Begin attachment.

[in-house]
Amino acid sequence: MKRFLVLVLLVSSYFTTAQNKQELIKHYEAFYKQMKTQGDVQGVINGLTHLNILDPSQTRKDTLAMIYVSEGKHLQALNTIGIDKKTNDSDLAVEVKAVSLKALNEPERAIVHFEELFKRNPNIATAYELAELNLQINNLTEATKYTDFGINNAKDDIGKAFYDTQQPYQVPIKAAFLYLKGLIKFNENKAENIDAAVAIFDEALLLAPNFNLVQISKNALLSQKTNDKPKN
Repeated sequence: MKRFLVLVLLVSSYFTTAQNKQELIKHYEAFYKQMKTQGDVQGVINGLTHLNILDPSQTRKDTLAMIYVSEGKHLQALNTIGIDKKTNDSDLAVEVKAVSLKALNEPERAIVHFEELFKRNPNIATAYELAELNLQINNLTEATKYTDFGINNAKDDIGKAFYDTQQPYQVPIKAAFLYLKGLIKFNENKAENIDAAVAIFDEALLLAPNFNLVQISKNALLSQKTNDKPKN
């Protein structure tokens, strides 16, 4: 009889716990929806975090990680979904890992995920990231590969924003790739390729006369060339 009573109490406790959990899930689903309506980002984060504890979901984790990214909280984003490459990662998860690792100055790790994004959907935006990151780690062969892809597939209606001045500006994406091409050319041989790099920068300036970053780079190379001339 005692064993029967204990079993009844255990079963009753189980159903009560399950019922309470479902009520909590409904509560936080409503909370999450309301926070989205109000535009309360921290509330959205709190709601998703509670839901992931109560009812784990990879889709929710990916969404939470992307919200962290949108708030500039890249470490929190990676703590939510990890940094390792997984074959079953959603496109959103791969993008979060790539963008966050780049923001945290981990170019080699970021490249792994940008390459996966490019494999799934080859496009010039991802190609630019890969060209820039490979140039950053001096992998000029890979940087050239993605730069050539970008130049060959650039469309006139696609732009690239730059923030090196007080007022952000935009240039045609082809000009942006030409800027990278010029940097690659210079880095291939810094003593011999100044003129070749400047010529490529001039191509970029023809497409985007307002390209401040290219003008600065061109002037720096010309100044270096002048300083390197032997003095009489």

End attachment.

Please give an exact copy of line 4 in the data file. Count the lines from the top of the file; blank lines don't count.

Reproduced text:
């Protein structure tokens, strides 16, 4: 009889716990929806975090990680979904890992995920990231590969924003790739390729006369060339 009573109490406790959990899930689903309506980002984060504890979901984790990214909280984003490459990662998860690792100055790790994004959907935006990151780690062969892809597939209606001045500006994406091409050319041989790099920068300036970053780079190379001339 005692064993029967204990079993009844255990079963009753189980159903009560399950019922309470479902009520909590409904509560936080409503909370999450309301926070989205109000535009309360921290509330959205709190709601998703509670839901992931109560009812784990990879889709929710990916969404939470992307919200962290949108708030500039890249470490929190990676703590939510990890940094390792997984074959079953959603496109959103791969993008979060790539963008966050780049923001945290981990170019080699970021490249792994940008390459996966490019494999799934080859496009010039991802190609630019890969060209820039490979140039950053001096992998000029890979940087050239993605730069050539970008130049060959650039469309006139696609732009690239730059923030090196007080007022952000935009240039045609082809000009942006030409800027990278010029940097690659210079880095291939810094003593011999100044003129070749400047010529490529001039191509970029023809497409985007307002390209401040290219003008600065061109002037720096010309100044270096002048300083390197032997003095009489």